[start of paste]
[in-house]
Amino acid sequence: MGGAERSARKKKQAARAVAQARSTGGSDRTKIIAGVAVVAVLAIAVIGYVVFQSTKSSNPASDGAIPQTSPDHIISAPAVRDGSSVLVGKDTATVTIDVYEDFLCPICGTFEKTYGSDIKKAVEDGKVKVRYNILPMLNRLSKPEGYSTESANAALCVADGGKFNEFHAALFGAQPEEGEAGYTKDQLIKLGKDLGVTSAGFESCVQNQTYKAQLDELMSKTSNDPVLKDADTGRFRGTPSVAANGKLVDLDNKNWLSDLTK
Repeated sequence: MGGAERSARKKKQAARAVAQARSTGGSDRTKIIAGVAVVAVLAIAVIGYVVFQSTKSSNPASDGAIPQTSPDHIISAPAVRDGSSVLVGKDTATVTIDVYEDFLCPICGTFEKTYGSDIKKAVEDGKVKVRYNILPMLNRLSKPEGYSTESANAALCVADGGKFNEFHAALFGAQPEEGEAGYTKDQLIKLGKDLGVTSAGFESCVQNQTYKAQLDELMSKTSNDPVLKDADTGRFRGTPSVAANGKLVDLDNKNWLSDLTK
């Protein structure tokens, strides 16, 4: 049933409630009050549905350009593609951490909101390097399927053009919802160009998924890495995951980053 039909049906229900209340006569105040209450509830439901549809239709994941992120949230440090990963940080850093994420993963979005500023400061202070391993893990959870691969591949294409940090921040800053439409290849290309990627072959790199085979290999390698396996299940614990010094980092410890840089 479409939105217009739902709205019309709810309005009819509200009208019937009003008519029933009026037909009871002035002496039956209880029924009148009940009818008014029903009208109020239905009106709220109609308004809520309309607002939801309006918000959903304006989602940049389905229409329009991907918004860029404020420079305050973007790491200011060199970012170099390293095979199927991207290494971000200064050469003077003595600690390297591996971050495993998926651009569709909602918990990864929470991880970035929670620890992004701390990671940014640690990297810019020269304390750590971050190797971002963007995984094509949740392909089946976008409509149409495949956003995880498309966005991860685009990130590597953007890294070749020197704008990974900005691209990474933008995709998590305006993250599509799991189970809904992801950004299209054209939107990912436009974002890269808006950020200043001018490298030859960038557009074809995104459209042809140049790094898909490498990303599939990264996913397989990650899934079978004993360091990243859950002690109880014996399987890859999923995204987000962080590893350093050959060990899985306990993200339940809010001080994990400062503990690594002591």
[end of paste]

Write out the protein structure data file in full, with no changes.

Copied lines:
[in-house]
Amino acid sequence: MGGAERSARKKKQAARAVAQARSTGGSDRTKIIAGVAVVAVLAIAVIGYVVFQSTKSSNPASDGAIPQTSPDHIISAPAVRDGSSVLVGKDTATVTIDVYEDFLCPICGTFEKTYGSDIKKAVEDGKVKVRYNILPMLNRLSKPEGYSTESANAALCVADGGKFNEFHAALFGAQPEEGEAGYTKDQLIKLGKDLGVTSAGFESCVQNQTYKAQLDELMSKTSNDPVLKDADTGRFRGTPSVAANGKLVDLDNKNWLSDLTK
Repeated sequence: MGGAERSARKKKQAARAVAQARSTGGSDRTKIIAGVAVVAVLAIAVIGYVVFQSTKSSNPASDGAIPQTSPDHIISAPAVRDGSSVLVGKDTATVTIDVYEDFLCPICGTFEKTYGSDIKKAVEDGKVKVRYNILPMLNRLSKPEGYSTESANAALCVADGGKFNEFHAALFGAQPEEGEAGYTKDQLIKLGKDLGVTSAGFESCVQNQTYKAQLDELMSKTSNDPVLKDADTGRFRGTPSVAANGKLVDLDNKNWLSDLTK
């Protein structure tokens, strides 16, 4: 049933409630009050549905350009593609951490909101390097399927053009919802160009998924890495995951980053 039909049906229900209340006569105040209450509830439901549809239709994941992120949230440090990963940080850093994420993963979005500023400061202070391993893990959870691969591949294409940090921040800053439409290849290309990627072959790199085979290999390698396996299940614990010094980092410890840089 479409939105217009739902709205019309709810309005009819509200009208019937009003008519029933009026037909009871002035002496039956209880029924009148009940009818008014029903009208109020239905009106709220109609308004809520309309607002939801309006918000959903304006989602940049389905229409329009991907918004860029404020420079305050973007790491200011060199970012170099390293095979199927991207290494971000200064050469003077003595600690390297591996971050495993998926651009569709909602918990990864929470991880970035929670620890992004701390990671940014640690990297810019020269304390750590971050190797971002963007995984094509949740392909089946976008409509149409495949956003995880498309966005991860685009990130590597953007890294070749020197704008990974900005691209990474933008995709998590305006993250599509799991189970809904992801950004299209054209939107990912436009974002890269808006950020200043001018490298030859960038557009074809995104459209042809140049790094898909490498990303599939990264996913397989990650899934079978004993360091990243859950002690109880014996399987890859999923995204987000962080590893350093050959060990899985306990993200339940809010001080994990400062503990690594002591």